Australia warns citizens ahead of expected Jerusalem move

Prime Minister Scott Morrison is expected to announce — as soon as Saturday — that his government will follow US President Donald Trump’s lead and recognize the contested city as Israel’s capital. (File/AFP)
Updated 14 December 2018
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Australia warns citizens ahead of expected Jerusalem move

  • Australia will follow the US and recognize Jerusalem as Israel’s capital
  • Citizens were told to take care while traveling in neighboring Muslim-majority Indonesia

SYDNEY: Australia on Friday warned citizens to take care while traveling in neighboring Muslim-majority Indonesia, ahead of an expected but contentious move to recognize Jerusalem as Israel’s capital.
Prime Minister Scott Morrison is expected to announce — as soon as Saturday — that his government will follow US President Donald Trump’s lead and recognize the contested city as Israel’s capital.
Scores of Australians preparing to jet off to Bali and other tropical island destinations for upcoming summer holidays should “exercise a high degree of caution,” the Department of Foreign Affairs warned.
Officials in Canberra told AFP they expected the announcement to come on Saturday, the Jewish Sabbath, but cautioned that events could yet alter those plans.
Both Israel and the Palestinians claim Jerusalem as their capital. Critics say declaring Jerusalem the capital of either inflames tensions and prejudges the outcome of final status peace talks.
Trump’s decision to move the US embassy from Tel Aviv last May prompted tens of thousands of Palestinians to approach the heavily-protected Israeli border. At least 62 Palestinians were killed by Israeli fire that day.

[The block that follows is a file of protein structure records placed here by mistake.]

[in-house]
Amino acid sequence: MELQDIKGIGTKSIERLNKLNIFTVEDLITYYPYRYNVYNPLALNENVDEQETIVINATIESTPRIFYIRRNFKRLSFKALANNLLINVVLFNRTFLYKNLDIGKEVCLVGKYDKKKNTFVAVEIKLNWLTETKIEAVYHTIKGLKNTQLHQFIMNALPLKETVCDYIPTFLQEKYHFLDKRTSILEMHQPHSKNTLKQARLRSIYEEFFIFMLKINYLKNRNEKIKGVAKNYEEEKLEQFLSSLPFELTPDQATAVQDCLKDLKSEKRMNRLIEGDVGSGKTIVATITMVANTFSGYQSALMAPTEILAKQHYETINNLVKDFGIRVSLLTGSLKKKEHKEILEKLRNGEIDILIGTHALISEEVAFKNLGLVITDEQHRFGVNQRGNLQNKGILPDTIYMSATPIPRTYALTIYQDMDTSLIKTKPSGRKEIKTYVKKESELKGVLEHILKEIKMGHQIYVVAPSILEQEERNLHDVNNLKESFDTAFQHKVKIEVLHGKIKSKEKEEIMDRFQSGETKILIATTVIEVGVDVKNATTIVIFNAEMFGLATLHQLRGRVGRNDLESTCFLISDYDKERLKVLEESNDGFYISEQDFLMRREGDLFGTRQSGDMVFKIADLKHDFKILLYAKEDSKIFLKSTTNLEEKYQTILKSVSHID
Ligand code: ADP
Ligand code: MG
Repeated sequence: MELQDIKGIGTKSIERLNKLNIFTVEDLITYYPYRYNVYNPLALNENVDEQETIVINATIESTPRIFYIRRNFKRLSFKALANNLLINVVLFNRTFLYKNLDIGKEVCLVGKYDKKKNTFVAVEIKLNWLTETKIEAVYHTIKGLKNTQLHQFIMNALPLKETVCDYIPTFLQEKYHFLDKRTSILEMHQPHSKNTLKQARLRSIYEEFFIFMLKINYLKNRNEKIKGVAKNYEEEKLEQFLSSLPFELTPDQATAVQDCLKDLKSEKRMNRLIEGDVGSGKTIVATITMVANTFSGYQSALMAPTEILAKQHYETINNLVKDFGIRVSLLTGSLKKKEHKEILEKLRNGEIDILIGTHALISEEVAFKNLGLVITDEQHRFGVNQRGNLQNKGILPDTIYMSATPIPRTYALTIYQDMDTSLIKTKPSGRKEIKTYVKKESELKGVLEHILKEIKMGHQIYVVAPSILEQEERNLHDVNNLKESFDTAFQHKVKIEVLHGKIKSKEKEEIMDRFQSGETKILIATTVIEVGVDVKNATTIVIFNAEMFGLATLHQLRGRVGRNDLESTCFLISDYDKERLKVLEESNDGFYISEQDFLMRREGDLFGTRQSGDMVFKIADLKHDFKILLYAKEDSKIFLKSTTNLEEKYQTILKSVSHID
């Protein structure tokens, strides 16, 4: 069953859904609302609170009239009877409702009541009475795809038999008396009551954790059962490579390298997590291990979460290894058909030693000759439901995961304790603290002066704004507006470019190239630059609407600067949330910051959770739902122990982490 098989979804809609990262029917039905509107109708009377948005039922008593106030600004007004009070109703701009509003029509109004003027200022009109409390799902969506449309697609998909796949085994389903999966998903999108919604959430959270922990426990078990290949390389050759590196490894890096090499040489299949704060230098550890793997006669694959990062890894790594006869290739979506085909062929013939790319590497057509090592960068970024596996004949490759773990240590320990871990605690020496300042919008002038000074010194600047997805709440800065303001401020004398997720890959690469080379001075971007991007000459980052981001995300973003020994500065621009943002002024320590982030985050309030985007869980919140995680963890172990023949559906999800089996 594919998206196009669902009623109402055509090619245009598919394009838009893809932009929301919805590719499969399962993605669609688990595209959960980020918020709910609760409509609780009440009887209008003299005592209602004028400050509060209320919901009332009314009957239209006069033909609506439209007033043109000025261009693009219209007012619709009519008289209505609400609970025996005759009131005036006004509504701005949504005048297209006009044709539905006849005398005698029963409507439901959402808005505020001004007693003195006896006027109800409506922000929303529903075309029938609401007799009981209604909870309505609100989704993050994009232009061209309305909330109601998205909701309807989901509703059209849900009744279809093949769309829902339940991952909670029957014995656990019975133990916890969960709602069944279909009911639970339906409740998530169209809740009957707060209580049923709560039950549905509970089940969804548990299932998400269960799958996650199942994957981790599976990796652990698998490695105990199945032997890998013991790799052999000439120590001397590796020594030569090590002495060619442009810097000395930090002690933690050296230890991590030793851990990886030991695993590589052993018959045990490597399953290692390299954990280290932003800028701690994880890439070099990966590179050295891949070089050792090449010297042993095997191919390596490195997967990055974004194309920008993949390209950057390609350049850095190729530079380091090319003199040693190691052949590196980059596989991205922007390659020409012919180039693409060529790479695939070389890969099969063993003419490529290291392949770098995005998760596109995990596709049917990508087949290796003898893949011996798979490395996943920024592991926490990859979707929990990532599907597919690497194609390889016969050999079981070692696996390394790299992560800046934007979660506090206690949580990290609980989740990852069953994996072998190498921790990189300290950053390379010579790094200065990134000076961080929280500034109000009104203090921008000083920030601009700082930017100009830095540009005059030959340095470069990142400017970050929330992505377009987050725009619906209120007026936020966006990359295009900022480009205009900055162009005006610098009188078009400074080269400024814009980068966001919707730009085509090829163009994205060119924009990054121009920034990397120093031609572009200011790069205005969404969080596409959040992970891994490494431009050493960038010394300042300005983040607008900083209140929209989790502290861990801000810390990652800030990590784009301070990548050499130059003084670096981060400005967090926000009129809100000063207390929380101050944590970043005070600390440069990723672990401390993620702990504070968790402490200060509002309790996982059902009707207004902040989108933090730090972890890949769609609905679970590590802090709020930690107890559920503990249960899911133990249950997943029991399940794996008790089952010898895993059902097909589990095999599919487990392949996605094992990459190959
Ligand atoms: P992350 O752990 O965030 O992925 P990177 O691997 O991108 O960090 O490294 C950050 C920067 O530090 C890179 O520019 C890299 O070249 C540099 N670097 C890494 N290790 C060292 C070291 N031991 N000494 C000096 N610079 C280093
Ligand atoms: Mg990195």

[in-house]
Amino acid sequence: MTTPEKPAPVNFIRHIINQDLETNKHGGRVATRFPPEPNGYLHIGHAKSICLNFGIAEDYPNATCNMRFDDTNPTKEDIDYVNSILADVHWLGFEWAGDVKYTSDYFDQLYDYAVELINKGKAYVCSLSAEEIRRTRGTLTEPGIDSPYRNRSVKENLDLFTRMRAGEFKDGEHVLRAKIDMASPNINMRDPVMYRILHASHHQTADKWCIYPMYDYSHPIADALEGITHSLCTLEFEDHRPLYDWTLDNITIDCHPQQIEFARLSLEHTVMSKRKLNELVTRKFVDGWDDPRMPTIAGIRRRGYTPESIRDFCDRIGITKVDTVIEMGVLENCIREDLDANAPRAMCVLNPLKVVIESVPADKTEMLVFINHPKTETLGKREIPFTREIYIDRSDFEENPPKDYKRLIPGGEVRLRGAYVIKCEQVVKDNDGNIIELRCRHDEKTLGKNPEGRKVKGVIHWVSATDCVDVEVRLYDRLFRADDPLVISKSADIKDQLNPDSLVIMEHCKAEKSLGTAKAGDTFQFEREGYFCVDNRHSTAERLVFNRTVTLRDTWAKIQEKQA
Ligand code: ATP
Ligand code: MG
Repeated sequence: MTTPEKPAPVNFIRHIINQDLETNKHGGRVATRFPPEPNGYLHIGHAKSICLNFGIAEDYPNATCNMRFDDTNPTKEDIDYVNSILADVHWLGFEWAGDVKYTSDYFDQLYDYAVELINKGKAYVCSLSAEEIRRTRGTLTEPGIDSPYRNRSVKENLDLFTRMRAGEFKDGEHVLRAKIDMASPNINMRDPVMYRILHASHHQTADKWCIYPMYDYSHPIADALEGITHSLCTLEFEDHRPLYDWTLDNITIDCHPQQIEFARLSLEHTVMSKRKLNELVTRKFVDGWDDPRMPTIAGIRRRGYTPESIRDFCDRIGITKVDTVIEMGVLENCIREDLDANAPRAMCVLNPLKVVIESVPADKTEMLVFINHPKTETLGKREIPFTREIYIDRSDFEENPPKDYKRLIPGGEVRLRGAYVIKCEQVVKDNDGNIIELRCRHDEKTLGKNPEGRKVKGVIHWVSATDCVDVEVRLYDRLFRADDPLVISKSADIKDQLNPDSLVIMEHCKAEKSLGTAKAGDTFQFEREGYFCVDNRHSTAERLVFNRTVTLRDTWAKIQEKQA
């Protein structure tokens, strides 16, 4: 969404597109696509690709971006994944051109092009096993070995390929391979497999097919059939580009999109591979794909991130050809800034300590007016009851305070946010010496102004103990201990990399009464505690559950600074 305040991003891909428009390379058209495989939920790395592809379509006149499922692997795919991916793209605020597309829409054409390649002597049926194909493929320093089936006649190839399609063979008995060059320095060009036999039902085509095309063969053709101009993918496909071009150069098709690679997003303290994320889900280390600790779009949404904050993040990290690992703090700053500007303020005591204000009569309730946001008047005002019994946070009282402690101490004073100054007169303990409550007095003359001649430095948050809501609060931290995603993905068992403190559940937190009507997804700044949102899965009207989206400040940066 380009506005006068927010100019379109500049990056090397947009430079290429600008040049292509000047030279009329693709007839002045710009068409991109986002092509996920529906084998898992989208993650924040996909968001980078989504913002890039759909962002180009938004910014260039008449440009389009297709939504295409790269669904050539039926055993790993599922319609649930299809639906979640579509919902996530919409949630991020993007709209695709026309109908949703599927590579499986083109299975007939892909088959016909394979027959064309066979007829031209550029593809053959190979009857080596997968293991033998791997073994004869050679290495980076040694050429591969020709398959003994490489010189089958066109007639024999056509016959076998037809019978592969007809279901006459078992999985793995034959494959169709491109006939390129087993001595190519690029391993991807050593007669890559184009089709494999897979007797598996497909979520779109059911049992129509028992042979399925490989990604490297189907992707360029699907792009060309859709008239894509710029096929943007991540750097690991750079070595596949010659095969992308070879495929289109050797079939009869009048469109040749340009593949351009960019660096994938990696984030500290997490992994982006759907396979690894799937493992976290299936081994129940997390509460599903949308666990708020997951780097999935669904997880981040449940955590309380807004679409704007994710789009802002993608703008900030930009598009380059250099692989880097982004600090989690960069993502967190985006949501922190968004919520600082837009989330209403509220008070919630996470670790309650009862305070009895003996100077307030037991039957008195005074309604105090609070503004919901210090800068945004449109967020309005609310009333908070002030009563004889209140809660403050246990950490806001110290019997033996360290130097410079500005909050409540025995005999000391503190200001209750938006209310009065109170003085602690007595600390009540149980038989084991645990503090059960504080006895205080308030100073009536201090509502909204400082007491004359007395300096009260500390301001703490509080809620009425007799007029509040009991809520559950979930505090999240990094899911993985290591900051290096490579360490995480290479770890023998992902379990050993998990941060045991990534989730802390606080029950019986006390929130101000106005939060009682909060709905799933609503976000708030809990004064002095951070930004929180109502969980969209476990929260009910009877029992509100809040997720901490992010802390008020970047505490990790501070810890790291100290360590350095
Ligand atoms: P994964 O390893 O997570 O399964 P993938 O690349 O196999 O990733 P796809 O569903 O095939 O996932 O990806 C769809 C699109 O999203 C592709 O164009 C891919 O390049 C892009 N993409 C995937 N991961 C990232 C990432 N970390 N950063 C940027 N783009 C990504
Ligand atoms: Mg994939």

Morrison is expected to stop short of actually shifting Australia’s diplomatic corps to the Holy City, amid warnings from his own officials about the cost and security implications.
But recognizing Jerusalem would help the embattled Australian PM — who faces the prospect of an election drubbing next year — with Jewish and conservative Christian voters and win him friends in the White House.
His supporters argue Israel has the right to choose its own capital and peace talks are dead in the water, so there is no peace to prejudge.
But the move still risks heightening unrest, both in Australia’s immediate neighbor Indonesia — the world’s most populous Muslim nation — and further afield.
The Palestinian government would press for Arab and Muslim states to “withdraw their Ambassadors” and take some “meat and wheat” style “economic boycott measures” if the move went ahead, Palestinian ambassador to Australia Izzat Abdulhadi told AFP.
Indonesia’s government, facing domestic pressure at home, had reacted angrily earlier this year, when Morrison floated the idea of both recognizing Jerusalem and moving the Australian embassy there.
The issue has put the conclusion of a bilateral trade agreement on hold.
In the meantime, Australia’s foreign ministry has moved to prepare the ground.